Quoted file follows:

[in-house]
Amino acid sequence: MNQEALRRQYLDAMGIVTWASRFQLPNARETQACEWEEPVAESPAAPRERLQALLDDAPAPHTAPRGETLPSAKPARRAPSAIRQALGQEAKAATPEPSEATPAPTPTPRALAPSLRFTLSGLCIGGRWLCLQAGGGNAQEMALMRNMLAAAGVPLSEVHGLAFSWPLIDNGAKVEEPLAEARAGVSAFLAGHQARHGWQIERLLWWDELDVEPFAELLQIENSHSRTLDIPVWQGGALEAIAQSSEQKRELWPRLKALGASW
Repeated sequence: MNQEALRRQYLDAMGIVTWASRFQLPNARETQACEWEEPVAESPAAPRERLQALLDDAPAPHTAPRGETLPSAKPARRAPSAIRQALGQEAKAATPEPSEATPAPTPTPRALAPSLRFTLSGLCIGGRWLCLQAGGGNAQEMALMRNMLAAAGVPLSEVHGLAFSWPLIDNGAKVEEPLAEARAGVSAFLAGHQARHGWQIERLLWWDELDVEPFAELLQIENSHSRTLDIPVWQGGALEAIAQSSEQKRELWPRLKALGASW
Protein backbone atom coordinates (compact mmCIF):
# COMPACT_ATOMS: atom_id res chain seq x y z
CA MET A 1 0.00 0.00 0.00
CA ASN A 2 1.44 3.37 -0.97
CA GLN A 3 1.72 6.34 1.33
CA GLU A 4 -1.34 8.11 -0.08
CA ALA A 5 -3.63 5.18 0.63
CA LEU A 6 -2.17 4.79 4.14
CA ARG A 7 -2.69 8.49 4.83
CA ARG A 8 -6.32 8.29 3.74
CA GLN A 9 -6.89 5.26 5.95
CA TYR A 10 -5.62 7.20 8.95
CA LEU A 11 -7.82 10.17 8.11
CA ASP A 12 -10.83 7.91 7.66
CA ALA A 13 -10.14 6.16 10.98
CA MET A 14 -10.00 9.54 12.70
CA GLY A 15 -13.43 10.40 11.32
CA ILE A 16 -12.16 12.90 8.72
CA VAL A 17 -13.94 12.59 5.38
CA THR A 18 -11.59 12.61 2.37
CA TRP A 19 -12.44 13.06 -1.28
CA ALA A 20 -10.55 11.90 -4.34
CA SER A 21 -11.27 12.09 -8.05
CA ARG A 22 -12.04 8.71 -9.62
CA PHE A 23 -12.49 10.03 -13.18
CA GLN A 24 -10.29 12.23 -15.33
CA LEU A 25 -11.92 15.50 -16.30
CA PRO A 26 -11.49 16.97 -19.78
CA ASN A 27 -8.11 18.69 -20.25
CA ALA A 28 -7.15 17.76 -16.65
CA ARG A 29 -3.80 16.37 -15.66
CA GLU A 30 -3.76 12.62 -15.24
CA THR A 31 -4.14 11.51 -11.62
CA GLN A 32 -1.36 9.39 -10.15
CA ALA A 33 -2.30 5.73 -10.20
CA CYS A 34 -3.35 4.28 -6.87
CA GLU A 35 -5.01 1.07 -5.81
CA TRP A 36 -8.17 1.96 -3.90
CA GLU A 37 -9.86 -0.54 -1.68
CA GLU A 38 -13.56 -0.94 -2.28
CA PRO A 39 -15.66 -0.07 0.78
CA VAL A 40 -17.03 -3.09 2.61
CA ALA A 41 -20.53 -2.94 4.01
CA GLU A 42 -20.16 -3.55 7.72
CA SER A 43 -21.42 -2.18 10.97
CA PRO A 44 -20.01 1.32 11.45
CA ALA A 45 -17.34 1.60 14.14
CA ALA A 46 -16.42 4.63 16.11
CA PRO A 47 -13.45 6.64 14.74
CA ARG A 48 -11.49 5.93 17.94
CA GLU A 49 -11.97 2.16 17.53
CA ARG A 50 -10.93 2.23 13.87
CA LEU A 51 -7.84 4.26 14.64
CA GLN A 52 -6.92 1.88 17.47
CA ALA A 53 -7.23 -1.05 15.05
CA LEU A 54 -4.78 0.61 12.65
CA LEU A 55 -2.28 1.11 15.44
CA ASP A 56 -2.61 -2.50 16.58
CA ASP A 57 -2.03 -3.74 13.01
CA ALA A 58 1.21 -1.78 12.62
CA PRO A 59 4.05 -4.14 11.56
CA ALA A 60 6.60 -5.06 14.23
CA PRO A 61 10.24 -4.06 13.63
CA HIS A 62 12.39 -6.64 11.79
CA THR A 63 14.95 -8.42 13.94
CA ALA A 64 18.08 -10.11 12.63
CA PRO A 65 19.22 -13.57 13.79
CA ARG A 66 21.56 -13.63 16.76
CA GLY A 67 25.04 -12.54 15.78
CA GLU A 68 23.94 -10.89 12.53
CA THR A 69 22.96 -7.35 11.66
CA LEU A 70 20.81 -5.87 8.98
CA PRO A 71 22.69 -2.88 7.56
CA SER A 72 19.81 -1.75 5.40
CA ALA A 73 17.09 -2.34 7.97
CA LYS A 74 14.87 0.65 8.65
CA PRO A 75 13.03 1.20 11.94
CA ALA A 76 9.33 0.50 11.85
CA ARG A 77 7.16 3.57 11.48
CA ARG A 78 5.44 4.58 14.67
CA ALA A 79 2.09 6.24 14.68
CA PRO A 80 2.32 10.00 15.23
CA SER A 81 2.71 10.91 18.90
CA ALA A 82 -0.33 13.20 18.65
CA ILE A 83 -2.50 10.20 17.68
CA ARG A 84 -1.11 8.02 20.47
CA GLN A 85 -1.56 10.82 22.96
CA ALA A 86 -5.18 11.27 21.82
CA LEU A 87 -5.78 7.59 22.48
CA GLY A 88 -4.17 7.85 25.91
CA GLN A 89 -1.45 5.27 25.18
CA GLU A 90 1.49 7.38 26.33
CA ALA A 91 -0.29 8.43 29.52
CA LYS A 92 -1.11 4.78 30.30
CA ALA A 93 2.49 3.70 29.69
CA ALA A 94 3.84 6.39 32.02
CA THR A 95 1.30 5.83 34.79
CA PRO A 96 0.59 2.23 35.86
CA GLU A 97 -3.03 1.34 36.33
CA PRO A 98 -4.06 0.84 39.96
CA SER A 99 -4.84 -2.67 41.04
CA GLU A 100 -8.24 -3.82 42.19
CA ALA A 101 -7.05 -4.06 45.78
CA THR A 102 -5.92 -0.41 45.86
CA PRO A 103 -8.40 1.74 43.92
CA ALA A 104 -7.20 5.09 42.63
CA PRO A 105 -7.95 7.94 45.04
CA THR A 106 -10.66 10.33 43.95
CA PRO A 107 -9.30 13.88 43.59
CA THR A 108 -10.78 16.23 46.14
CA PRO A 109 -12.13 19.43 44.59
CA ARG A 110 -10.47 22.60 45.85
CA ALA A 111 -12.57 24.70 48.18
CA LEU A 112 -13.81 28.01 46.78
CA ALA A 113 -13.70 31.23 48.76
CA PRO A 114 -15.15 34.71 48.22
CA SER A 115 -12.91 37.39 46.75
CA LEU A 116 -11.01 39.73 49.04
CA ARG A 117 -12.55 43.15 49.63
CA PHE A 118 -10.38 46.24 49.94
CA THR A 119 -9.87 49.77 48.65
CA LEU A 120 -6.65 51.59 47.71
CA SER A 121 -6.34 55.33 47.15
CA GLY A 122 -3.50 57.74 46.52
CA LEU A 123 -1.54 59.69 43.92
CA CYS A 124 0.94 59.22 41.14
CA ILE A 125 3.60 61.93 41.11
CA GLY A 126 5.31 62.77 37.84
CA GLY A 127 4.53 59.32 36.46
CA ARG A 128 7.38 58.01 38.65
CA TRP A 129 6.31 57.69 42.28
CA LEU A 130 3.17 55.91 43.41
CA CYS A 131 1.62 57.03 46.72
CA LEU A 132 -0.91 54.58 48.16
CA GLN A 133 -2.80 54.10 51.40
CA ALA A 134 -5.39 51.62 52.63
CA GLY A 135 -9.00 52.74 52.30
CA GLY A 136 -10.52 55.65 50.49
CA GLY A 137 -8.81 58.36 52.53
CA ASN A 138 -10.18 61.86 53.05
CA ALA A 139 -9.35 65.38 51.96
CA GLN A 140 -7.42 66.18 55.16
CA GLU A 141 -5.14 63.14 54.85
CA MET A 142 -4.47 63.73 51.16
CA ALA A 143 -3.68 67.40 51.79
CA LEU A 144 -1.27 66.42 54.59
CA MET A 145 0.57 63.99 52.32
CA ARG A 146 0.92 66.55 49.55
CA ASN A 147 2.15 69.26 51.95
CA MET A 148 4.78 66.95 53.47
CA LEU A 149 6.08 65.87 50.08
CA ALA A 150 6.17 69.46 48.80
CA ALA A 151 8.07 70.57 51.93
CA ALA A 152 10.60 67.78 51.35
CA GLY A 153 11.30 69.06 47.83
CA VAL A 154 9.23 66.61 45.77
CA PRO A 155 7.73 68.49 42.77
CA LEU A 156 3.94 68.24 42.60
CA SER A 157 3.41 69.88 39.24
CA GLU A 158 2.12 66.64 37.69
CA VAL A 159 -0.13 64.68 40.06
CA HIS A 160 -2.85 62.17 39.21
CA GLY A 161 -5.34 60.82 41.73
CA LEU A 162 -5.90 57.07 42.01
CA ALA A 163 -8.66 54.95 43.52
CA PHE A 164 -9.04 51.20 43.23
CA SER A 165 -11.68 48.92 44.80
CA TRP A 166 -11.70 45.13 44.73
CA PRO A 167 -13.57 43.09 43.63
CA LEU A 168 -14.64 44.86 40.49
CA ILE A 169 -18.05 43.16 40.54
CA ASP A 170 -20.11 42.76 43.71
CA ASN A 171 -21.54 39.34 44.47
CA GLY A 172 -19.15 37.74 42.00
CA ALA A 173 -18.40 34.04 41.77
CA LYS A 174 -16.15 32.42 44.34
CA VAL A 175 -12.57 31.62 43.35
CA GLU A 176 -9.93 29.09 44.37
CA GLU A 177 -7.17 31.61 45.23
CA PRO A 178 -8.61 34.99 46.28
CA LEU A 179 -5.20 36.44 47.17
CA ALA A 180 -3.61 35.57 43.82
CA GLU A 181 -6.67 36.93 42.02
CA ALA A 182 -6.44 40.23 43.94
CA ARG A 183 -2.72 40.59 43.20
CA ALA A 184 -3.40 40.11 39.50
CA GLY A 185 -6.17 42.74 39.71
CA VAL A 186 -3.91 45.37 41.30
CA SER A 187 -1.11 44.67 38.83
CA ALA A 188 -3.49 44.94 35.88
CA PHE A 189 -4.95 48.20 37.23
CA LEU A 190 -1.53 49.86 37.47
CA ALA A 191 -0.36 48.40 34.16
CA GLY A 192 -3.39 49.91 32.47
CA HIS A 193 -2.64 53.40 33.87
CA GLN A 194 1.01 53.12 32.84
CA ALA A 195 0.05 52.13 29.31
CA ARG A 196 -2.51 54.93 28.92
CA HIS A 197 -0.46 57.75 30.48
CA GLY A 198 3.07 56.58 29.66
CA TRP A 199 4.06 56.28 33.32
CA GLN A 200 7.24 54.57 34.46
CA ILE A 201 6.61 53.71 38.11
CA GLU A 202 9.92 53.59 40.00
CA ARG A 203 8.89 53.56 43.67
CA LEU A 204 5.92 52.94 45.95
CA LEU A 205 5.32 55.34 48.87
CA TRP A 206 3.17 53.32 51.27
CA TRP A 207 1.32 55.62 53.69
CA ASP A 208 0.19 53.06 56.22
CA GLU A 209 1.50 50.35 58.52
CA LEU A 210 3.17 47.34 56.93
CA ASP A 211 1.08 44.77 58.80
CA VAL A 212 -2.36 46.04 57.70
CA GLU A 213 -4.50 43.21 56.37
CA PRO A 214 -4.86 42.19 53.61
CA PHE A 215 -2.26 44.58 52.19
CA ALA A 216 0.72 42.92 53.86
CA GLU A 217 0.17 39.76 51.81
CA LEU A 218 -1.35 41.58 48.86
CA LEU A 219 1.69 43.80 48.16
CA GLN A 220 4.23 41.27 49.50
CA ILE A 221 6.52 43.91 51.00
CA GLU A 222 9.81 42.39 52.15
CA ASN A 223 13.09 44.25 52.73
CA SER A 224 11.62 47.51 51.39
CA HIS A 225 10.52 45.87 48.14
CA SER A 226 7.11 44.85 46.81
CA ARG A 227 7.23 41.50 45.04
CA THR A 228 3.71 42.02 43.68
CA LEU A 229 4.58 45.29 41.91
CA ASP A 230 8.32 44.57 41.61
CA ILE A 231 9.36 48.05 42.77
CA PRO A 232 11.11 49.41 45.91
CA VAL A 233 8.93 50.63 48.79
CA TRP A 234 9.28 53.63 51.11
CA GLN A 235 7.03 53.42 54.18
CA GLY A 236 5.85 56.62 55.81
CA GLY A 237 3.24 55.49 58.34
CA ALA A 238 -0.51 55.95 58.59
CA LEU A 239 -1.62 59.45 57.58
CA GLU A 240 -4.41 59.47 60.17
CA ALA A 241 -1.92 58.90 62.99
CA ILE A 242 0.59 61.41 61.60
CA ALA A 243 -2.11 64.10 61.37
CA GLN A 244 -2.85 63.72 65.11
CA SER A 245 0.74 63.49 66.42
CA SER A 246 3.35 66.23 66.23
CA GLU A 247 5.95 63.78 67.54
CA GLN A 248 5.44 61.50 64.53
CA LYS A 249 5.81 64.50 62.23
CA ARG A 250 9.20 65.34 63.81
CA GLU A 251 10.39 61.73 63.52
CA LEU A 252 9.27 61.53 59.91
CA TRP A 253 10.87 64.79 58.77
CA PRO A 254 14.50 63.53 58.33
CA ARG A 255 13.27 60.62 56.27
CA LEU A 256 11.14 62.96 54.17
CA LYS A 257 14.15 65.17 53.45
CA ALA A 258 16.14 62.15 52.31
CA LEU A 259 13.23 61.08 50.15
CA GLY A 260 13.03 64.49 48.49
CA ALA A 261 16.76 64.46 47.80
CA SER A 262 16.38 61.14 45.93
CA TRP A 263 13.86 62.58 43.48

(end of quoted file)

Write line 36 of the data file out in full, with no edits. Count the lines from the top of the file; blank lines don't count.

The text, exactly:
CA THR A 31 -4.14 11.51 -11.62